When we come to side of the temple that has to be the kinkiest carvings of all of the temple’s decorations Anshu points out a rather disturbing scene. Two sandstone men are having a lot of fun with a horse. But if you look closer you’ll see a person behind the horse covering his face with both hands in shock of what he sees. And my amazing guide points out the little fire that is carved out on the left side of the scene. This means that the fun happened in the evening.
‘There are many things you can do, but it doesn’t mean you should. Even when you reserve those actions for the nighttime, they might shock others’ Anshu explains.
I’m happy to see that the ancient Indian artists were open-minded enough to depict scenes that they might no agree with. Yet they were not too conservative to acknowledge the fact that it does happen.
Thankfully Anshu doesn’t look too surprised when I spend a long time taking pictures of all the sex positions that he points out to me on the temple.
With all this talk about the significance of explicit sex positions our conversation takes a detour after a while. Anshu also has an opinion about the meaning of love in modern day India. During our tea break in the middle of our tour he opens up about his own love story.
At 29 years old he was recently married to a woman he found online. After dating the girl that he loved for 8 years it became clear to him that his Brahmin family wouldn’t accept her as his wife. She was of a lower cast then him. According to Anshu his girlfriend was very understanding about it when he broke up with her. Even she needed to marry someone from her own cast, he tells me. After that long relationship Anshu decided the quickest way of finding a fitting match was to go on Facebook. From her last name he could tell she was of the same cast as him. Though I’m sure her profile picture had something to do with his choice as well. They chatted for about four months before they decided to get married.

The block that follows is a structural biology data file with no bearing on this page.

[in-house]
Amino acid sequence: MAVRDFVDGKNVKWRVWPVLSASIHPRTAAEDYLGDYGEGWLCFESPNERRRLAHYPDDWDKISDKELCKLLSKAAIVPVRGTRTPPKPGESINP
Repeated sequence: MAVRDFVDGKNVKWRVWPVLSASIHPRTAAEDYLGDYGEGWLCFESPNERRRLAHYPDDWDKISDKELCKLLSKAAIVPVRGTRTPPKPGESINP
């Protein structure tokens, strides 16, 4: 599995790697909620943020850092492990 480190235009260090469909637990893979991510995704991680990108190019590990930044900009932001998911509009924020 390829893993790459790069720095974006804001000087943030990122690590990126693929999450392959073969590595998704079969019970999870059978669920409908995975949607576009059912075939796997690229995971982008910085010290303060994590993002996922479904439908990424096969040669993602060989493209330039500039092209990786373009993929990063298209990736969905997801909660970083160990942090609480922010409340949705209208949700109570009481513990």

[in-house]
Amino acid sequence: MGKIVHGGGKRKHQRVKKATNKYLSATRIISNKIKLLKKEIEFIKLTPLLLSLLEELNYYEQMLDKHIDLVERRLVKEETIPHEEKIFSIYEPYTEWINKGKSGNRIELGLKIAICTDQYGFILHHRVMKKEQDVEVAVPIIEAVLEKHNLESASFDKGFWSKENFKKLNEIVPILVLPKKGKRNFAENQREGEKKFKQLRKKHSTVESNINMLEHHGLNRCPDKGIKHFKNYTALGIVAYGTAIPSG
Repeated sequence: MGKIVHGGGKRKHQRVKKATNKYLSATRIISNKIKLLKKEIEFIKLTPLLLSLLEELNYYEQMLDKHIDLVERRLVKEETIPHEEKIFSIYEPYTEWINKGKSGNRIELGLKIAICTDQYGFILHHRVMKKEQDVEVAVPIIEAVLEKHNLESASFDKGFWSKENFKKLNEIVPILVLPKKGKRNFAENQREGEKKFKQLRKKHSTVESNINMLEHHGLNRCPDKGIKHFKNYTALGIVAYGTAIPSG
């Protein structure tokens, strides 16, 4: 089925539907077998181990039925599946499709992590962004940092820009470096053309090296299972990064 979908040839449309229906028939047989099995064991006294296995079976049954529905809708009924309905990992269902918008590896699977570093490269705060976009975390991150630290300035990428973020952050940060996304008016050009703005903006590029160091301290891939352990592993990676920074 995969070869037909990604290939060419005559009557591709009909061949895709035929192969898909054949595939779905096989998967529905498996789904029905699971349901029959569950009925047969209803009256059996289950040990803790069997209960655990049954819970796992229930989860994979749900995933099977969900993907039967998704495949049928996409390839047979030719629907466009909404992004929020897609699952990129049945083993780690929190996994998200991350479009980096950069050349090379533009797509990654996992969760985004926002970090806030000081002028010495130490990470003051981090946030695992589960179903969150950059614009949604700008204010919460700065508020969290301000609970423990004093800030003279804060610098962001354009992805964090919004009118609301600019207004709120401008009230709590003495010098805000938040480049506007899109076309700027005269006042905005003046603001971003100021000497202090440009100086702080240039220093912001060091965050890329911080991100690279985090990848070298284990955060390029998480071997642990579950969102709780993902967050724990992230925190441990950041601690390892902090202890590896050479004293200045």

He married his wife in her hometown of Varanasi. Anshu tells me with a big smile that he used to dislike the city, but because of his wife he has learned to love it. I guess when it comes to marriage there were many things Anshu was willing to change his mind about. When I ask him about it, he insists that boys and girls of his generation – he’s 29 years old – are free to chose their own match. Foreigners always believe we have arranged marriages, he says, but that’s no longer the case in India. I say that I don’t think he was free to choose at all, because his mother told him point blank that she would only accept a Brahmin daughter-in-law. But Anshu tells me it’s simple, he could choose between his family and the girl. He chose his family, because he felt that bond was stronger.
It amazes me how he can talk so emotionless about the story of his lost love. But he doesn’t see it as a loss at all. He’s extremely happy with his wife and their new-born baby boy, a perfect little Brahmin family.
As for the temples, they are one of the most beautiful temples I’ve seen in India s far. Khajuraho can easily fit it to your golden triangle route Delhi-Agra-Jaipur if you want to.
Are you planning a trip to the temples of Khajuraho and you liked what you’ve read about my guide Anshu? Then do give him a call to see if he can help you out. You can call him 9893717795 or email: email@example.com
On a separate note.. apart from the temples I loved the real stone oven pizzas and warm apple pie at Mediterraneo. It’s a bit expensive considering you’re in India. But after traveling around for a while you’re happy to pay for good pizza, I found.
Did you like this article, or do you want to tell me about your visit to Khajuraho? Feel free to share your thought in a comment below or email me at firstname.lastname@example.org. Thanks!